When Marvel’s Ultimate line first launched, I hated it with the passion that only a fanboy can muster to hate something they’ve never read. I eventually got around to sampling many of the titles, and what I read, I hated. That tarred my opinion of the entire line for a good long while. From the crass big-screen action of The Ultimates (which I never finished but plan to soon) to the cartoony retreads of Ultimate X-Men, it just seemed like a waste. Here we had a major publisher, probably the biggest monthly comics publisher in the world, and they were wasting their time and money doing gritty reboots of old stories rather than doing something interesting and innovative.
I similarly dismissed Ultimate Spider-Man, though, unlike the other core books of the Ultimate Universe, I’d never actually read a page of it. But I knew everything I needed to know – Spider-Man hasn’t grown and changed enough that I felt he really needed to have his entire mythos retold bit by excruciatingly slow, decompressed bit. But then, something happened. General interest for the Ultimates waned. Same thing with Ultimate X-Men and Ultimate Fantastic Four and a variety of other titles. But Ultimate Spider-Man grew more and more respectable as the years passed until it became essentially the centerpiece of the Ultimate line and, this past year, made our list of the Top 10 Graphic Novels of 2011.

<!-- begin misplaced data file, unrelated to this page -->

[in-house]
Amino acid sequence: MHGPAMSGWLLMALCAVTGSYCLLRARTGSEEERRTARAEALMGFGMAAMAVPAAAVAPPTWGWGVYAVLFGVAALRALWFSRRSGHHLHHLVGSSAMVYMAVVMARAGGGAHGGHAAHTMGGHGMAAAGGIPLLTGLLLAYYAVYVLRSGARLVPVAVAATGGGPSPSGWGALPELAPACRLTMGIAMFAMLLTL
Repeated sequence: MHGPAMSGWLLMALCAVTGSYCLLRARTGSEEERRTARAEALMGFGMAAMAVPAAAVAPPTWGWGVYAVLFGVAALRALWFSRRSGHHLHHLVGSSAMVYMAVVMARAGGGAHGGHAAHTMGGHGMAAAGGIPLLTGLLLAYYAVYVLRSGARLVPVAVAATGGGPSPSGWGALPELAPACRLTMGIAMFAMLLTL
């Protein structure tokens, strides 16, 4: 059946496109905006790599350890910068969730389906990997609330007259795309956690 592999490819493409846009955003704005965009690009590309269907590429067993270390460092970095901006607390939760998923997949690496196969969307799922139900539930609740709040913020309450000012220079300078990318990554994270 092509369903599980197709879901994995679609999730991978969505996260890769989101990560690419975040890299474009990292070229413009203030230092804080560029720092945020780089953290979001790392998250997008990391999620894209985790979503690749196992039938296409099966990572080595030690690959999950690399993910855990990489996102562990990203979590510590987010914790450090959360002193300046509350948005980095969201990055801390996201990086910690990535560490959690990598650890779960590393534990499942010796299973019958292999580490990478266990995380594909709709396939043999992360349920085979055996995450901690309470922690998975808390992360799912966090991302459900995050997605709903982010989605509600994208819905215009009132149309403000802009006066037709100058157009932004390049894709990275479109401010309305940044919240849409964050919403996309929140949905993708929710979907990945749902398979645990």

Last year was the year I caught up with Ultimate Spider-Man. This year is the year I write about it.
When I discussed Ultimate Spider-Man as a kind of elder statesman of the Ultimate line, I purposely didn’t mention how rough it started. All the criticisms leveled at the book upon its release were (I still hold) totally valid: “Power and Responsibility”, the first six issue arc, is a fairly brutal slog through the Spider-Man origin story. Unlike the comparatively thrilling The Ultimates, Ultimate Spider-Man was settling in for the long haul before #1 even began – a fact that may have helped it survive as long as it has, but certainly makes it harder for new fans to really get in to.